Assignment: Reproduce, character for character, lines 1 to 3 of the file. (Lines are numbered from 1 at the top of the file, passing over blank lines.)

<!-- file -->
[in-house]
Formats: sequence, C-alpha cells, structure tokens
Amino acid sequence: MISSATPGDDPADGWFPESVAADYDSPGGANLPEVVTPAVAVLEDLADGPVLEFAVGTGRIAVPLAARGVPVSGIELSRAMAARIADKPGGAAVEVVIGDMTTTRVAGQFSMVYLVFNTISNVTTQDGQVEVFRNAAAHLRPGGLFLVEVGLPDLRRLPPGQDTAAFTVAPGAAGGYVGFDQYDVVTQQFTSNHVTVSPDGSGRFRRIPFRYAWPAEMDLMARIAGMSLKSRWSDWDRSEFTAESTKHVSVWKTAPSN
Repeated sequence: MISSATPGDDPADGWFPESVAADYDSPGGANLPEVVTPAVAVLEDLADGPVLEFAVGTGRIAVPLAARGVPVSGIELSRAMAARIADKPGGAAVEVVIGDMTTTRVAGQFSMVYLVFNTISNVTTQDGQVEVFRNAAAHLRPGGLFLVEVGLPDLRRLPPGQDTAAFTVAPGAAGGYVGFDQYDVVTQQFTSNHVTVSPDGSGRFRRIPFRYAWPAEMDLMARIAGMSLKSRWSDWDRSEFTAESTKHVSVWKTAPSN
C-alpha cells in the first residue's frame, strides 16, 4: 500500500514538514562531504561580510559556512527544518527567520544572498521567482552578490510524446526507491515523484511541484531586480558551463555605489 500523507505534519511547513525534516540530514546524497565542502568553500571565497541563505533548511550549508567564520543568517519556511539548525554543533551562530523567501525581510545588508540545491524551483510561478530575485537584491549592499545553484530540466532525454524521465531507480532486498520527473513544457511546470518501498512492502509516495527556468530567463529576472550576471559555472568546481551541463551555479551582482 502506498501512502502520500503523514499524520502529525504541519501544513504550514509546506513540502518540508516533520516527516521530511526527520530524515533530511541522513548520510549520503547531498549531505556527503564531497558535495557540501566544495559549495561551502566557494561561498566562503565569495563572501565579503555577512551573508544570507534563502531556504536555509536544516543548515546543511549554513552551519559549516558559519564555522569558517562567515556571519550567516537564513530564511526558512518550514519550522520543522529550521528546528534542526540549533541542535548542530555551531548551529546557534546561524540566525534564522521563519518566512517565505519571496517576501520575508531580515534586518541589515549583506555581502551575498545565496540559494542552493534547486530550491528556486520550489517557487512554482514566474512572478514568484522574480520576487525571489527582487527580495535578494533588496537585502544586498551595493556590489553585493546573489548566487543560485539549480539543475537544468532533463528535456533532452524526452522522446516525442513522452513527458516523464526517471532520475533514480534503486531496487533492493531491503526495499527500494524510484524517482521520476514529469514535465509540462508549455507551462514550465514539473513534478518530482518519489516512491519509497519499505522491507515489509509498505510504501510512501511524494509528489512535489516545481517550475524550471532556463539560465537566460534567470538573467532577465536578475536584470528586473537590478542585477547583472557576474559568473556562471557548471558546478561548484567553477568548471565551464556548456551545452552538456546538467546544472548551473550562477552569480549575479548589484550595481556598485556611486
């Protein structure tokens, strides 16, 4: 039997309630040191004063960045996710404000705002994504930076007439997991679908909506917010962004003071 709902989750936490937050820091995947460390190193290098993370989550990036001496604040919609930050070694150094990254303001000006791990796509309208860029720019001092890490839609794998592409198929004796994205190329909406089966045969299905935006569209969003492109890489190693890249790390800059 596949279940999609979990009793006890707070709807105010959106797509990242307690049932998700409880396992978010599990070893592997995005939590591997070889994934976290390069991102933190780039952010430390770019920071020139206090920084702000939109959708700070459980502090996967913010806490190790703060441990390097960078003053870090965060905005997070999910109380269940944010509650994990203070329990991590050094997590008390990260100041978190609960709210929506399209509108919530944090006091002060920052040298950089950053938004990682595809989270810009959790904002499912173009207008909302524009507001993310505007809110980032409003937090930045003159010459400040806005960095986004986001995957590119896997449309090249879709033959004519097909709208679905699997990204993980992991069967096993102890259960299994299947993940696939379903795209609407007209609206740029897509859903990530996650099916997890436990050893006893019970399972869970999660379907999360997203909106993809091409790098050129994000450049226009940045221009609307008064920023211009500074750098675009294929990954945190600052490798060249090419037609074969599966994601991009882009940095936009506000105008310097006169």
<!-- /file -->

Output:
[in-house]
Formats: sequence, C-alpha cells, structure tokens
Amino acid sequence: MISSATPGDDPADGWFPESVAADYDSPGGANLPEVVTPAVAVLEDLADGPVLEFAVGTGRIAVPLAARGVPVSGIELSRAMAARIADKPGGAAVEVVIGDMTTTRVAGQFSMVYLVFNTISNVTTQDGQVEVFRNAAAHLRPGGLFLVEVGLPDLRRLPPGQDTAAFTVAPGAAGGYVGFDQYDVVTQQFTSNHVTVSPDGSGRFRRIPFRYAWPAEMDLMARIAGMSLKSRWSDWDRSEFTAESTKHVSVWKTAPSN